Earlier I'd said I'd have something for today, that it would take me some time to get my mind it the middle. I've got it as close to the middle as it's going to get.
Today, on this Tuesday, which last year would have been the 22nd of January, Liz and I were herded back into pre-op at about 0530, give or take, and before I knew what was going on, I was out and on the real operating table.; Beginning the first trek t beating the cancer that had come back with such a vengeance just a couple of months before. I'd gotta the word from my ENT, taken a trip to Houston. Wrestled with getting set up at MD Anderson, because one of the Dr. in Midland told me to just go up. It took sometime to get a referral, which MD Anderson worked with my ENT, who was vacationing in the South Pacific. Diagnosis? Surgery, but it would be mid-January at the earliest. I got some chemo therapy (fortunately they sent the protocols to Midland) with the Chemo running from the first of December to the first of January 2013. It was harsh, extremely hard on my body, and in the end, all it did was keep my tumors and growth points to a minimum so I didn't choke to death before I could get it cut out. The Surgeon met with us briefly Monday. He says "We can get all of this now, it's showing some growth in places it hasn't before. Possibly on your left jaw. 'Into the bone?'. Yes, in the bone itself. There are spots, on your soft palate, and in a couple of lymph glands on the right side of your neck. Looks to be possibly four hours maybe six of surgery"
Turned out to be more like eleven or twelve. It got complicated when they got in. The sneaky shit had popped up and gotten into places that it hadn't shown up on the CT's or PET scans. Yeah, so I lost my left jaw, from just left of mid point clear to where it ties in to my skull, all of my soft palate, (no way to keep things out of my nose and sinus if I throw up), all of the base of my tongue, a few lymph nodes on the right side of my neck, and one nasty tumor that wrapped itself around my left carotid artery. Part of my right quadricep had been given up to form a muscle flap that replaced my jaw, and to give some form to my face. It would take several surgeries to make it more like a platform for my mouth when the time came to get dentures.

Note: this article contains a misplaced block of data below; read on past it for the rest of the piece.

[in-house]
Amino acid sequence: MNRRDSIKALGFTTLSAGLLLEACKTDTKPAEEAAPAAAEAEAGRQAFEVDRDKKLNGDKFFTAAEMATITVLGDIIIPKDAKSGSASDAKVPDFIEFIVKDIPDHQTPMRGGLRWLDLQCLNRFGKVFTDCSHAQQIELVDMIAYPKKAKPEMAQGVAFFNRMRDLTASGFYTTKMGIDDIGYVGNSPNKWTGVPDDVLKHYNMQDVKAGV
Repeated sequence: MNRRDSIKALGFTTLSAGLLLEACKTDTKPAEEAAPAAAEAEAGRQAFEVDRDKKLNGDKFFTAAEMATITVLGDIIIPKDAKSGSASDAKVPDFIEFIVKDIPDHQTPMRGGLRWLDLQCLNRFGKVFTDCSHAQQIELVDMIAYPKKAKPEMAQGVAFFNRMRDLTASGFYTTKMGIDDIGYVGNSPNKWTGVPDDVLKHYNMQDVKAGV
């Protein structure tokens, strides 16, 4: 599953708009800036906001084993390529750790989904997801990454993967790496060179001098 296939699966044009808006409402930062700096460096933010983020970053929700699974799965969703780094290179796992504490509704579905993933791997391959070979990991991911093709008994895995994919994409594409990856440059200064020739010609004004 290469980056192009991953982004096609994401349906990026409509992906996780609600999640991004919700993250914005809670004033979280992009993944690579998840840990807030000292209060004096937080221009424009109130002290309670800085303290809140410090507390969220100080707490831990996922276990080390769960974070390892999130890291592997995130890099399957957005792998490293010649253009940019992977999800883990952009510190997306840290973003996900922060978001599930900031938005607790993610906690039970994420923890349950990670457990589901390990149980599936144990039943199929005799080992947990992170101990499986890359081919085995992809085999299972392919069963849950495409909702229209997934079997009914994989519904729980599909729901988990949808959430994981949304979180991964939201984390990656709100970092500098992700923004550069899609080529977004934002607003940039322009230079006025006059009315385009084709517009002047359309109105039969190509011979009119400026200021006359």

So, that was what happened. It was the beginning of the trip toward Terminal Velocity. We didn't know that at the time. All of us were very optimistic at the time. I'd done well in surgery. I remember waking up in my room with people holding my arms down so I didn't try to yank out the feeding line that was in my nose, the IV's, and anything else that had attached itself to my person. I didn't use the pain killer much, because honestly it just wasn't that painful. I was swollen like a tick, but that was more troublesome than painful. I had to get up and move, they wanted me to walk (which at first was very painful), and to sit up in the chair that was next to my bed. Which I did. Liz was with me every minute she could be. She left to eat, she left to walk, she didn't leave very often. MD Anderson allows one family member to stay with you in your room. My older kids had come and visited after surgery, and then they had to go and resume their lives. My youngest kids had stayed home. One was still in school and needed to be there, and I'm very proud of my youngest daughter who stepped up and took care of her younger brother for us. I'm not certain what we would have done without her. So we scoot along.